The Australian Dental Association has proposed the creation of government-backed consumer health savings accounts as a mechanism to secure more private funding for dental and allied health services.
Under the proposal, which in part appears to be driven by the desire to challenge the role of private health insurers in the funding and management of dental services, government would provide tax offsets and concessions to encourage consumers to save for their own dental care.
According to the association, the cost of the incentives would be $157 million in the first year, potentially rising to $559 million if 10 per cent of the population signed-up for the accounts.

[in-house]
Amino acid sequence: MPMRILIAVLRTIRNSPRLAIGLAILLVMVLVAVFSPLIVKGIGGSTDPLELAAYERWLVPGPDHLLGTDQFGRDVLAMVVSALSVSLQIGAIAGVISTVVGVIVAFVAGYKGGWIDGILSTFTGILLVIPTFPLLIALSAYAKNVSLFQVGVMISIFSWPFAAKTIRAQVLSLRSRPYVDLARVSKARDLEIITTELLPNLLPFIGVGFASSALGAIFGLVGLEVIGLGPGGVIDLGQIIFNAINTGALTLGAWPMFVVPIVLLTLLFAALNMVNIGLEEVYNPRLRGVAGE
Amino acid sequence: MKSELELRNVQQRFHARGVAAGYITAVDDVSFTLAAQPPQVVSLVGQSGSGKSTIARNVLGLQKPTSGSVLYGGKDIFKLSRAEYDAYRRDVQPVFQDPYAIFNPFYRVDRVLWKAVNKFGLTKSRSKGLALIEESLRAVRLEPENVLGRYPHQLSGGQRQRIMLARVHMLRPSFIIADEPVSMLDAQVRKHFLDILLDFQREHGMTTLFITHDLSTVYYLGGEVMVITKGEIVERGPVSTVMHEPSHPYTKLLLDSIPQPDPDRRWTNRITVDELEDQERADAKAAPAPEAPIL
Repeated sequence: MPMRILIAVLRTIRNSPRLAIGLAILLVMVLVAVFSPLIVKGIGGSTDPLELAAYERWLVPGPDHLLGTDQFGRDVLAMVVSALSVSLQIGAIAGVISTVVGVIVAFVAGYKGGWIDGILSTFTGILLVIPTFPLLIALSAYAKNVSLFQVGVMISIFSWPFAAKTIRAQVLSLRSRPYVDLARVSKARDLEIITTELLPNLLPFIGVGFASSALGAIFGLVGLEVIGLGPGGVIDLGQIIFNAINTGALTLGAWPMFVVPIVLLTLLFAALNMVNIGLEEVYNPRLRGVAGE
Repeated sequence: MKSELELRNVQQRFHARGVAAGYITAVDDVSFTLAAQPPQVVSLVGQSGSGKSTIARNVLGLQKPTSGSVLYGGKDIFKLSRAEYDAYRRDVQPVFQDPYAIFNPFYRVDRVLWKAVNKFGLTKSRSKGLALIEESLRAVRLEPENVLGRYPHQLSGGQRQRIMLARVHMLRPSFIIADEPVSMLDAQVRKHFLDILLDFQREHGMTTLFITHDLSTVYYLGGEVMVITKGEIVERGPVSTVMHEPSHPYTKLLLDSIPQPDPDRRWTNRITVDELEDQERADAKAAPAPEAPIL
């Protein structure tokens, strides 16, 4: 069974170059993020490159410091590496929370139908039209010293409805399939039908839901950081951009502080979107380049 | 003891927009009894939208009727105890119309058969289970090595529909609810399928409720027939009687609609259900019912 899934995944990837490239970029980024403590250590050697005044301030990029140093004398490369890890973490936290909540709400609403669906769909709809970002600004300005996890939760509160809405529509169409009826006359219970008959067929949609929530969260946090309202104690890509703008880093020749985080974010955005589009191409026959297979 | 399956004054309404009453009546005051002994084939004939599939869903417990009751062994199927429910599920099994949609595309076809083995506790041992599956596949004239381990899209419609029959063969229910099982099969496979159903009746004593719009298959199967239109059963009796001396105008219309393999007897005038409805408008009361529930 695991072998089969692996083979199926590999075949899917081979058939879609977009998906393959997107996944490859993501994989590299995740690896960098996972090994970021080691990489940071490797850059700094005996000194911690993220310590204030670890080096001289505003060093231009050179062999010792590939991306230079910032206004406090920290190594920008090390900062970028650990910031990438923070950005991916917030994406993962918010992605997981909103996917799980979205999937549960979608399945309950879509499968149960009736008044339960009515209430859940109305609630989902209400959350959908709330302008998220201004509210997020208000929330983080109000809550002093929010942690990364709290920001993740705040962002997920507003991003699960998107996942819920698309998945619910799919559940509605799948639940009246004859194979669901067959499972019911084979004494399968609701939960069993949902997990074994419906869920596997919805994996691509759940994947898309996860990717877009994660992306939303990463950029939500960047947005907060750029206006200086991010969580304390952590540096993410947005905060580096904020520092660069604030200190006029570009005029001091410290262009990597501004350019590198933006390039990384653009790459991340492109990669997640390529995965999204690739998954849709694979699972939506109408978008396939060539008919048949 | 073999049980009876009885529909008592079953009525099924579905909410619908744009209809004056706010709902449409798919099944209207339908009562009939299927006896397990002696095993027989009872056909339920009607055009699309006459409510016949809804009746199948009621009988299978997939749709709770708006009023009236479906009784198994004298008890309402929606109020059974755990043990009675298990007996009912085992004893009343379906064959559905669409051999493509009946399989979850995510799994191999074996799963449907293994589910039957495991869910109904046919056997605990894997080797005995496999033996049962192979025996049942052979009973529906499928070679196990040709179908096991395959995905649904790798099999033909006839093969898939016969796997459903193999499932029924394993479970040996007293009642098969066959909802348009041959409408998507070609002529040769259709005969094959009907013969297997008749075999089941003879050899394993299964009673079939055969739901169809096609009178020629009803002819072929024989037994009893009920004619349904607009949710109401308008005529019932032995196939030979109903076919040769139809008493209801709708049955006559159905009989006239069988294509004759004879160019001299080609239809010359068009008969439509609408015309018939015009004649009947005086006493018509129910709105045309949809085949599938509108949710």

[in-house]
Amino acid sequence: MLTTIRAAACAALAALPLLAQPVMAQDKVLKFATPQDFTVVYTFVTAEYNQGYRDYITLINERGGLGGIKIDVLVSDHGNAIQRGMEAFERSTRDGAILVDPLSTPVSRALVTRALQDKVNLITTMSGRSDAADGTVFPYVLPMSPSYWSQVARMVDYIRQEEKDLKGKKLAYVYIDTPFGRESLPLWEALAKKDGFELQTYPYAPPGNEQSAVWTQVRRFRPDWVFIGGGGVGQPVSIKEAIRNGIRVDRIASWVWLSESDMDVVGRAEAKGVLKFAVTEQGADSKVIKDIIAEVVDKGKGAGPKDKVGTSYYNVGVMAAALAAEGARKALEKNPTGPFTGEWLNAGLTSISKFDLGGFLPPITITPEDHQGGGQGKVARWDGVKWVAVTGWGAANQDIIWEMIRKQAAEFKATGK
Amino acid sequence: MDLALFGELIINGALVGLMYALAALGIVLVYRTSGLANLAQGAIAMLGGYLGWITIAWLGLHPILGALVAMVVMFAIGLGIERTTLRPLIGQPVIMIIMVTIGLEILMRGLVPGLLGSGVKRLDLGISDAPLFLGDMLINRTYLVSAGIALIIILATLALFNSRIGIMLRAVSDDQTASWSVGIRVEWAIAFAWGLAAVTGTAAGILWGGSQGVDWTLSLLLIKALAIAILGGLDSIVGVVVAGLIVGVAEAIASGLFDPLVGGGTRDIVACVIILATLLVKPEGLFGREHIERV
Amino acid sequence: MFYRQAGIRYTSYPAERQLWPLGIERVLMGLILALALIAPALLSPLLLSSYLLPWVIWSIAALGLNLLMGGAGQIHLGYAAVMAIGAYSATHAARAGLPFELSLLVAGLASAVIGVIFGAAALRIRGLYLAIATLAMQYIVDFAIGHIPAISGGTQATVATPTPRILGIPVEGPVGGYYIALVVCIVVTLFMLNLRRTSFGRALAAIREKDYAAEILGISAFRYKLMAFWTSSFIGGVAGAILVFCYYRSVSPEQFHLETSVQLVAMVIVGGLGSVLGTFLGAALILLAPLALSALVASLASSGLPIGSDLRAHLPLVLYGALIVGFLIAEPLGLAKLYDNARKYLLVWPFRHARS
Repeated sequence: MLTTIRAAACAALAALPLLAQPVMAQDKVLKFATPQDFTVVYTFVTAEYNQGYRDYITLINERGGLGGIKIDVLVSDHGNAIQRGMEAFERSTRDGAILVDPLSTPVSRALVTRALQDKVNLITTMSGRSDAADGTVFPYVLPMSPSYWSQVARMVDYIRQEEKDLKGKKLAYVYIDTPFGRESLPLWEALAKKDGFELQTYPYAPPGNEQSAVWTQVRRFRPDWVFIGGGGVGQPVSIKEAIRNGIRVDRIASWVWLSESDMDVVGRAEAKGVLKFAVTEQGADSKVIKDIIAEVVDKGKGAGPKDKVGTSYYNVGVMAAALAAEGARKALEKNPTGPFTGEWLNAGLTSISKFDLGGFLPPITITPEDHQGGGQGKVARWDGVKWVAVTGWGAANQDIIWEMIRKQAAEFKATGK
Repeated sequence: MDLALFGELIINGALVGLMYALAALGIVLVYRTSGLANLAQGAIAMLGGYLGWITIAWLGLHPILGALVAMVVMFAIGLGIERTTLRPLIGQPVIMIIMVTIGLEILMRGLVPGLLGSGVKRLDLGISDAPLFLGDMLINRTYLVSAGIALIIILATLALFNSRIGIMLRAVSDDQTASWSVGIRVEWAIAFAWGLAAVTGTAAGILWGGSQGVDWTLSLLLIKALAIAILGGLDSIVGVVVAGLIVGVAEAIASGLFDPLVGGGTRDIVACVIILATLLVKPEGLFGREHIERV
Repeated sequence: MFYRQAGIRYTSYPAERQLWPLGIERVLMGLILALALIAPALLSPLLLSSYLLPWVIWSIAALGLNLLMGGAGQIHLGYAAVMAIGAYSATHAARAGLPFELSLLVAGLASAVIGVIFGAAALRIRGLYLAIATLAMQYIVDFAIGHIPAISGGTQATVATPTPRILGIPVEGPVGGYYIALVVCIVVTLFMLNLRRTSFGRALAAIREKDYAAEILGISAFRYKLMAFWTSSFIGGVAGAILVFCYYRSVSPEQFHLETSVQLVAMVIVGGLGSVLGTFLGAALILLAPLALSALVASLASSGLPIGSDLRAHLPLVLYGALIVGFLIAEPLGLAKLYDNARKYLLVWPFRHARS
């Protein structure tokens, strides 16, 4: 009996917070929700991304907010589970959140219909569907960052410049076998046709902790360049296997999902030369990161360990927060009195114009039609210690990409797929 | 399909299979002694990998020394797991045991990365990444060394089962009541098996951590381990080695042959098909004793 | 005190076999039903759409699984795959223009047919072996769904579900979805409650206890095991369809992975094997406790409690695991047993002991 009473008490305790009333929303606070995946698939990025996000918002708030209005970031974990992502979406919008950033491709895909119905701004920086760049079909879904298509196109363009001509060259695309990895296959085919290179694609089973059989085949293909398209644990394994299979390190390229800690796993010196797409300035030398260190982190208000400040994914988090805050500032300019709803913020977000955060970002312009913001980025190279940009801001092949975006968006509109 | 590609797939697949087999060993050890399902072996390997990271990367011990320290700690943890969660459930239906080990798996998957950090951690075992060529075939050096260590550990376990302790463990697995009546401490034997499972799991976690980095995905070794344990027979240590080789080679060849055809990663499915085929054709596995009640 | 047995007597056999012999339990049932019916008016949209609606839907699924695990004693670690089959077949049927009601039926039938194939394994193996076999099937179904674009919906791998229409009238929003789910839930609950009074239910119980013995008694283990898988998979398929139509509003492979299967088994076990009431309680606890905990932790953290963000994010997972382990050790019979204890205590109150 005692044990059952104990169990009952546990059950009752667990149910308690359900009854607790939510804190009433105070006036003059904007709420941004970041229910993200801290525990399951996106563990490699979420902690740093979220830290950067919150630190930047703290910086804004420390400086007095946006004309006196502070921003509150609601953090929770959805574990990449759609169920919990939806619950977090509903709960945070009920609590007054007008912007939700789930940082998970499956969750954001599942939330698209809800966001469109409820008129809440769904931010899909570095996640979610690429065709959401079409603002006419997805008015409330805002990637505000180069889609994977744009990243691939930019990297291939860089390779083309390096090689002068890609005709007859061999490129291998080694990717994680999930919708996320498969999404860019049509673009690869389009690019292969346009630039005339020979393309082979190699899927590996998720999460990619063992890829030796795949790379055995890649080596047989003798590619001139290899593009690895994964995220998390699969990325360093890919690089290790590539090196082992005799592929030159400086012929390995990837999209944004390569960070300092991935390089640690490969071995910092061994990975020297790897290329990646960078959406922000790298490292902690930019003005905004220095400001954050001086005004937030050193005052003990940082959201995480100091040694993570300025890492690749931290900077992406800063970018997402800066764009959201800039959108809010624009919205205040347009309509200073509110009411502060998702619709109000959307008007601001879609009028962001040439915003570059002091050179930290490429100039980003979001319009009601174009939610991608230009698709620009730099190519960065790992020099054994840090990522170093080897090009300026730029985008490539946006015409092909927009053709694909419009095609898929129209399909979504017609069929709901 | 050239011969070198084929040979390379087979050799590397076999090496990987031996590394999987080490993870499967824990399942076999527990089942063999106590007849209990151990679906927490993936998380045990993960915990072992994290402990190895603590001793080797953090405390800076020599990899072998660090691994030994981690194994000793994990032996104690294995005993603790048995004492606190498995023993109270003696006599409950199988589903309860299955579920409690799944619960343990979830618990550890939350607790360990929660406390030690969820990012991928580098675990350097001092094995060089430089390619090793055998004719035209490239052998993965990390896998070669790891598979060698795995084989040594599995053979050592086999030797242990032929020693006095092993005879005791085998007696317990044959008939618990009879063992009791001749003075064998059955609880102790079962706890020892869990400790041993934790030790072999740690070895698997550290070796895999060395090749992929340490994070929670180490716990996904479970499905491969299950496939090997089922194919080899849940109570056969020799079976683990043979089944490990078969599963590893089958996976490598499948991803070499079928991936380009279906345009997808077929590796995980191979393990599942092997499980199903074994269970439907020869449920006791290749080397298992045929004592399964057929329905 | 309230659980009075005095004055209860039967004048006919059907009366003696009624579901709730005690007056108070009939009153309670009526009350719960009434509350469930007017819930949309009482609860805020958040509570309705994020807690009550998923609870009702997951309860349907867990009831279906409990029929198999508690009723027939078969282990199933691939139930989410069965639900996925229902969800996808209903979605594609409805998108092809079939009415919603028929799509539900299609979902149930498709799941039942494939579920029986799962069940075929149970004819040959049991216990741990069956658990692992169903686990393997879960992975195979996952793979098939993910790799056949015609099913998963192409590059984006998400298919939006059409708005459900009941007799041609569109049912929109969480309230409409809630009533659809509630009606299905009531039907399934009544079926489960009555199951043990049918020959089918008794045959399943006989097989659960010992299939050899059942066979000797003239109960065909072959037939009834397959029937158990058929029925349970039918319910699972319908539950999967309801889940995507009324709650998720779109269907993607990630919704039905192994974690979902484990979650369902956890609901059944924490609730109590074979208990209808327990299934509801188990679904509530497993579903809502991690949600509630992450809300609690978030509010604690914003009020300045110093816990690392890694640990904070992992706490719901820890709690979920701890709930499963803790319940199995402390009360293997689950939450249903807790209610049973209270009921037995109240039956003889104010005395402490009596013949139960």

The model was developed by the Centre for International Economics on behalf of the Australian Dental Association.
According to the report, there is currently no assistance offered to Australians on low incomes without general treatment private health insurance to help them afford dental and allied health care.
However, the report and proposal appear significantly aimed at general treatment provided by health insurers, rather than Australians without health insurance, with the association questioning the lack of annual increases in rebates for services such as dental "and limited movement in the value of annual limits."